Michael Hemann seeks better ways to deploy chemotherapy drugs and overcome tumor resistance.
MIT's on-line student information system has a new look and new features.
The redesigned WebSIS gives faculty and department administrators access to student information critical for teaching and advising. Advisors may see the academic records of their advisees, including subject registrations and grades. The site also offers the MIT community accurate and accessible information on academic opportunities and on policies and procedures.
WebSIS has been available since spring 1997 for students to access their academic and financial records and to complete transactions such as preregistering and updating address information. Building on this, the new WebSIS allows faculty and instructors on-line access to up-to-date student records.
"The goal is to provide the community with a user-friendly front end for direct, online access to student data contained in MIT's student information system," said registrar Mary Callahan, co-director of the Office of Academic Services. "It gives me great pleasure to see my office further support the educational mission of the Institute with the rollout of the new functionality at WebSIS."
In addition to class lists, instructors can request information on students who have not fulfilled prerequisites for their subjects. At the pilot stage is a function that allows faculty to access class lists that integrate students' ID photos.
Ms. Callahan noted that all online student information is available in accordance with the Institute's new Student Information Policy, which is linked to the site. The site details for students what information about them is available to department administrators, advisors and instructors.
In addition to accessing the complete history of their advisees' subjects and grades, advisors can now view current registration information, including subjects added and dropped. Prior to the term, they can view students' preregistration and class schedules.
The site's home page includes a changing series of reminders about deadlines for adding and dropping classes, the final exam schedules and graduation information, among other things. In addition, the site provides links to extensive academic and financial information.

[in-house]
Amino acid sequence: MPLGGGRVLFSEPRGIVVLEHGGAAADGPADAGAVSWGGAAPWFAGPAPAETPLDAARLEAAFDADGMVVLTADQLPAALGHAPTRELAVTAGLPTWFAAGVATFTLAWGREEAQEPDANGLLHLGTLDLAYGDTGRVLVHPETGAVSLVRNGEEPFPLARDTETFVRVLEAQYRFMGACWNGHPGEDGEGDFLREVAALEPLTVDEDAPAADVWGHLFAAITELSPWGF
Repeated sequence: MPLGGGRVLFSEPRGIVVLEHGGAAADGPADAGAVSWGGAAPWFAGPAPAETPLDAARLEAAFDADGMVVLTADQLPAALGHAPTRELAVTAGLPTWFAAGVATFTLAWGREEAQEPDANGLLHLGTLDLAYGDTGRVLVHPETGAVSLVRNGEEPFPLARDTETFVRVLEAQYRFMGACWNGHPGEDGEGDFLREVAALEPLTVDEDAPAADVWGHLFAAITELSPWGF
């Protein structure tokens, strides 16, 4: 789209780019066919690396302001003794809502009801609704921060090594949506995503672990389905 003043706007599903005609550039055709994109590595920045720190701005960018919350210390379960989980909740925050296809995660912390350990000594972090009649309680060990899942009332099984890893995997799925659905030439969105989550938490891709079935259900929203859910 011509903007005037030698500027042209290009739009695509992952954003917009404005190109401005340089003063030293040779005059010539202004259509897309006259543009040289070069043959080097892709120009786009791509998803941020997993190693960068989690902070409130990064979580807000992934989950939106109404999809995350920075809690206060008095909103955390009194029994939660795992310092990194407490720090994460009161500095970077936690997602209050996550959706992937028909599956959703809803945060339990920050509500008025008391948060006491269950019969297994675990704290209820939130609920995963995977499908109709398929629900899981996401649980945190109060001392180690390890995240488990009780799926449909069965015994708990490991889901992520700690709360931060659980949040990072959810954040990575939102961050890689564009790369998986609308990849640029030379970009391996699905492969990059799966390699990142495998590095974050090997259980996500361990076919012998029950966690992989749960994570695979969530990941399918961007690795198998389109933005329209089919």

"This is the first time some of this information has been gathered in one place," said associate registrar Connie Scribner. The new WebSIS "pulls critical information together, groups it and makes it really accessible. This is a true step forward," she said.
Professor Paul Lagace, co-director of the Leaders for Manufacturing Program, said he used the new WebSIS and "it's wonderful. This term, it was a real savior. I unfortunately had to be in Zurich on registration day for a meeting, so I had to work with students the week before. The paperwork was not yet through the system, but I was able to do everything from access through WebSIS. Giving advisors better access better serves the students, which is what this is all about."
"The online information you have made available is a real winner," said Patrick H. Winston, professor of electrical enginering and computer science. "I found it very helpful, for example, to have a look at the preregistered student list for my subject, and I look forward to using all the other services."
The team that worked on the new functionality includes programmer Jim Billings; JoAnne Stevenson, associate director of the Information Technology group in the Office of the Dean of Students and Undergraduate Education; and Ms. Callahan.
The team that worked on the more comprehensive academic information at the site as well as the redesign of WebSIS includes Mary Enterline and Jeff Meldman, associate deans of the Office of Academic Services; Ms. Scribner; Leonard Lu, administrative assistant; Jagruti Patel from Campus-Wide Information Systems; Ms. Stevenson; Cecilia Corey, formerly of Student Financial Services; and Jennifer Berk, a junior in computer science and mathematics.
A version of this article appeared in MIT Tech Talk on February 16, 2000.